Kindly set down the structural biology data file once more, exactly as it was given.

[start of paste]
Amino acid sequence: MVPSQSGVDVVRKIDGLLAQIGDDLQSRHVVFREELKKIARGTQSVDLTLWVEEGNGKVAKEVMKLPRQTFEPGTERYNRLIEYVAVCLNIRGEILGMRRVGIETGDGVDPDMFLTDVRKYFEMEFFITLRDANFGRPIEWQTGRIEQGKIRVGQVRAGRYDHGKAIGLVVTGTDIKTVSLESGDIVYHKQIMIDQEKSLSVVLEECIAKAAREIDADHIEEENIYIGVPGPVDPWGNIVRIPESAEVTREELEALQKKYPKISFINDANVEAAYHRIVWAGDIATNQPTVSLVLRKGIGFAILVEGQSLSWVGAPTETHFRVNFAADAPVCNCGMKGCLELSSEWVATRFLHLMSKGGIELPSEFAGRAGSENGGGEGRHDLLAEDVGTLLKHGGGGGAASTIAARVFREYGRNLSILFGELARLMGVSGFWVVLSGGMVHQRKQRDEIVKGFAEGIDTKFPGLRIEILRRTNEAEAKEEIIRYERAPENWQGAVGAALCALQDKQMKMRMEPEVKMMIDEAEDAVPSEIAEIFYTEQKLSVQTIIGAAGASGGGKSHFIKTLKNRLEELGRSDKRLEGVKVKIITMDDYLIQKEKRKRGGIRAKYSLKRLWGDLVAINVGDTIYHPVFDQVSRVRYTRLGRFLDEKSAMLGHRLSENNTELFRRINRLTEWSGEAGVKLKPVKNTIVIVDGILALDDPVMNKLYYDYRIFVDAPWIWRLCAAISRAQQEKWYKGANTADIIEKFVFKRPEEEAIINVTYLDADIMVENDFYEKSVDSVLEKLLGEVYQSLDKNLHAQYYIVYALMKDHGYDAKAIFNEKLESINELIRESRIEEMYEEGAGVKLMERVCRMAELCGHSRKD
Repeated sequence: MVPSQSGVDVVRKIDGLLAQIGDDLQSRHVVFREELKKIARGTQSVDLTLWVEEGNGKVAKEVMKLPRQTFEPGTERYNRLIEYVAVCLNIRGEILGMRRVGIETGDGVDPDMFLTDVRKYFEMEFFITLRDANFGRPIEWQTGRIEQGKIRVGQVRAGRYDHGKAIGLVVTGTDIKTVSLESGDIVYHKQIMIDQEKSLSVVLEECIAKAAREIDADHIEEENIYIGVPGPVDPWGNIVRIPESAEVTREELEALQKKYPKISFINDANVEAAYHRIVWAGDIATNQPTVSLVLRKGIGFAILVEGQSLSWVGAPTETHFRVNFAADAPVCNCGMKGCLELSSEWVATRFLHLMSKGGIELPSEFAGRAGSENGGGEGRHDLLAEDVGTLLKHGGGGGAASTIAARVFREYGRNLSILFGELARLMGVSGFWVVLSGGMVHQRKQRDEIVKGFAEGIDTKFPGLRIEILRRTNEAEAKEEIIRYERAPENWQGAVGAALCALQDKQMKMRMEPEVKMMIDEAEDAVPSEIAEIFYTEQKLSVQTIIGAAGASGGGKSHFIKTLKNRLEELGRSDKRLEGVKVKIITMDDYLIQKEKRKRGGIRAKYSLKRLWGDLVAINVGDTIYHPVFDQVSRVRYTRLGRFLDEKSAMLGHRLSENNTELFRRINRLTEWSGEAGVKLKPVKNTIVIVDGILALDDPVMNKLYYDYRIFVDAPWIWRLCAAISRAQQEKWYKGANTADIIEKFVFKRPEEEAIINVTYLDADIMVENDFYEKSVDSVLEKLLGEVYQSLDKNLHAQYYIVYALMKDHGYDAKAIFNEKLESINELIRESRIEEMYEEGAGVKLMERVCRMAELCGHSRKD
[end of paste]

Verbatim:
Amino acid sequence: MVPSQSGVDVVRKIDGLLAQIGDDLQSRHVVFREELKKIARGTQSVDLTLWVEEGNGKVAKEVMKLPRQTFEPGTERYNRLIEYVAVCLNIRGEILGMRRVGIETGDGVDPDMFLTDVRKYFEMEFFITLRDANFGRPIEWQTGRIEQGKIRVGQVRAGRYDHGKAIGLVVTGTDIKTVSLESGDIVYHKQIMIDQEKSLSVVLEECIAKAAREIDADHIEEENIYIGVPGPVDPWGNIVRIPESAEVTREELEALQKKYPKISFINDANVEAAYHRIVWAGDIATNQPTVSLVLRKGIGFAILVEGQSLSWVGAPTETHFRVNFAADAPVCNCGMKGCLELSSEWVATRFLHLMSKGGIELPSEFAGRAGSENGGGEGRHDLLAEDVGTLLKHGGGGGAASTIAARVFREYGRNLSILFGELARLMGVSGFWVVLSGGMVHQRKQRDEIVKGFAEGIDTKFPGLRIEILRRTNEAEAKEEIIRYERAPENWQGAVGAALCALQDKQMKMRMEPEVKMMIDEAEDAVPSEIAEIFYTEQKLSVQTIIGAAGASGGGKSHFIKTLKNRLEELGRSDKRLEGVKVKIITMDDYLIQKEKRKRGGIRAKYSLKRLWGDLVAINVGDTIYHPVFDQVSRVRYTRLGRFLDEKSAMLGHRLSENNTELFRRINRLTEWSGEAGVKLKPVKNTIVIVDGILALDDPVMNKLYYDYRIFVDAPWIWRLCAAISRAQQEKWYKGANTADIIEKFVFKRPEEEAIINVTYLDADIMVENDFYEKSVDSVLEKLLGEVYQSLDKNLHAQYYIVYALMKDHGYDAKAIFNEKLESINELIRESRIEEMYEEGAGVKLMERVCRMAELCGHSRKD
Repeated sequence: MVPSQSGVDVVRKIDGLLAQIGDDLQSRHVVFREELKKIARGTQSVDLTLWVEEGNGKVAKEVMKLPRQTFEPGTERYNRLIEYVAVCLNIRGEILGMRRVGIETGDGVDPDMFLTDVRKYFEMEFFITLRDANFGRPIEWQTGRIEQGKIRVGQVRAGRYDHGKAIGLVVTGTDIKTVSLESGDIVYHKQIMIDQEKSLSVVLEECIAKAAREIDADHIEEENIYIGVPGPVDPWGNIVRIPESAEVTREELEALQKKYPKISFINDANVEAAYHRIVWAGDIATNQPTVSLVLRKGIGFAILVEGQSLSWVGAPTETHFRVNFAADAPVCNCGMKGCLELSSEWVATRFLHLMSKGGIELPSEFAGRAGSENGGGEGRHDLLAEDVGTLLKHGGGGGAASTIAARVFREYGRNLSILFGELARLMGVSGFWVVLSGGMVHQRKQRDEIVKGFAEGIDTKFPGLRIEILRRTNEAEAKEEIIRYERAPENWQGAVGAALCALQDKQMKMRMEPEVKMMIDEAEDAVPSEIAEIFYTEQKLSVQTIIGAAGASGGGKSHFIKTLKNRLEELGRSDKRLEGVKVKIITMDDYLIQKEKRKRGGIRAKYSLKRLWGDLVAINVGDTIYHPVFDQVSRVRYTRLGRFLDEKSAMLGHRLSENNTELFRRINRLTEWSGEAGVKLKPVKNTIVIVDGILALDDPVMNKLYYDYRIFVDAPWIWRLCAAISRAQQEKWYKGANTADIIEKFVFKRPEEEAIINVTYLDADIMVENDFYEKSVDSVLEKLLGEVYQSLDKNLHAQYYIVYALMKDHGYDAKAIFNEKLESINELIRESRIEEMYEEGAGVKLMERVCRMAELCGHSRKD